That’s above a 100% return, or more than 2x your own money (p.s., you put in a total of $21,600 of your own money over 18 years x $100/ month x 12 months). $46,864 is a nice sum of money to pay for college expenses or a gap year to travel the world before college.

If you could have invested all the money you saved–the total $21,600–on the day the child was born, that would have grown to $86,000. But not a lot of people have this much cash lying around, especially with a newborn. Instead, saving it gradually, $100 a month, is a realistic way for parents to grow generational wealth.

If you stopped adding $100/month when your child reached 18 and just kept the $46,864 invested for another 12 years, until they became 30 years old, the money could grow further to $118,011. How about a home downpayment as a wedding gift? The ideas are endless 🤩.

Just remember, investing as early as possible is one of the most important things.

*this return is not guaranteed. In the last 30 years, as of December 31, 2023, the MSCI World Index (Net), which is a good indicator of global stock markets, returned a little over 8%. It does not account for inflation (which averages 2.2% in Europe and 3% in US over a long term), taxes or other trading expenses. This is not financial advice. Investing involves risk, including loss of principal. Indexes are unmanaged.



  1. Global Developed Funds. These invest the entire world’s stock markets, BUT typically only in Developed markets, not Emerging or Frontier markets.

    • Look for “World” and “Global” in the fund name. A commonly used index for this type of fund is the MSCI World Index.

  2. Global Developed + Emerging Market Funds. These funds invest globally as well, but they explicitly include Emerging Markets (and typically exclude Frontier Markets).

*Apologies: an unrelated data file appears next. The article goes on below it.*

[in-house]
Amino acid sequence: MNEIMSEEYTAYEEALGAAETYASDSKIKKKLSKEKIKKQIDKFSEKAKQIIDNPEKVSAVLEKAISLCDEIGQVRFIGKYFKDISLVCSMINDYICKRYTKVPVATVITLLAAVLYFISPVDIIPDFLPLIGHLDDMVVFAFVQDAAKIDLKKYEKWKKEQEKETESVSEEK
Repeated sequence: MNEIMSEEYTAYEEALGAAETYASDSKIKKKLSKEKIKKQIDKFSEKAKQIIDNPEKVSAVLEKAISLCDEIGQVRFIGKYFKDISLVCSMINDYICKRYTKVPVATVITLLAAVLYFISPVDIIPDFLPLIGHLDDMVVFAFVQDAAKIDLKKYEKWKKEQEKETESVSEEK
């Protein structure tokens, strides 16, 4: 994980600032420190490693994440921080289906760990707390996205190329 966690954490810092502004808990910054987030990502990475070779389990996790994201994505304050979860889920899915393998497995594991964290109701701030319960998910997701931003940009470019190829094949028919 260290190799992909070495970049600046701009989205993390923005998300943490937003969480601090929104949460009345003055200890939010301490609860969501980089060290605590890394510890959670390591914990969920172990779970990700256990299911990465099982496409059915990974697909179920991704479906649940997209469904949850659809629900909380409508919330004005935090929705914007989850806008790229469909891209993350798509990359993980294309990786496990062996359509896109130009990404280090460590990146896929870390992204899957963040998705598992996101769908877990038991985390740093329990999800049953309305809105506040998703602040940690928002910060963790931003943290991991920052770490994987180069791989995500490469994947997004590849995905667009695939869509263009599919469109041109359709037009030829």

• Look for “All Country World” in the fund name. A commonly used index for this type of fund is the MSCI All Country World Index.

  3. International Funds. These funds invest globally but typically exclude the US. (cue: eye-roll. They are “international” for US investors, but if you live outside the US, they might include your country, so they are not that “international” to you. It is what it is… It’s a US-centric global financial system 🙃)

    • These funds typically include only Developed Markets.

    • Look for “International” in the fund name. Commonly used indexes for this type of fund are the MSCI World ex US Index and the FTSE EAFE Index (“EAFE” stands for Europe, Asia and Far East).

Market Classifications: Developed markets have mature and well-established financial systems (e.g., US, EU, Japan), while Emerging Markets are experiencing rapid growth but may have higher volatility (e.g., India, Brazil, China). Frontier markets are less developed with smaller markets and greater risk (e.g., Vietnam, Nigeria, Kuwait).


🎙️ Podcast: It's Officially Negotiation Season—Here's What Works, by Money with Katie. Must-listen before you write your self-assessment and that year-end salary negotiation.

🎬 Show: BitConned, a Netflix Documentary about Centra, one of the bigger crypto fraud schemes. 

📚 Book: The Lean Startup - a must-read for any entrepreneur who wants to increase her chances of actually making it and not throwing years of her life into futile guesswork.

⚙️ Worksheet: Our Financial Goals Tracker.xls you might have missed from last week.

Finance Latte AB is not a registered investment advisor. This content is for informational purposes only and should not be interpreted as investment or tax advice. Investors should make investment decisions based on their unique investment objectives and financial situation. While the information is believed to be accurate, it is not guaranteed and is subject to change without notice. Past performance does not guarantee future results. Market indexes are unmanaged and cannot be invested into directly and are not meant to depict an actual investment. View our Privacy Policy and Terms of Service.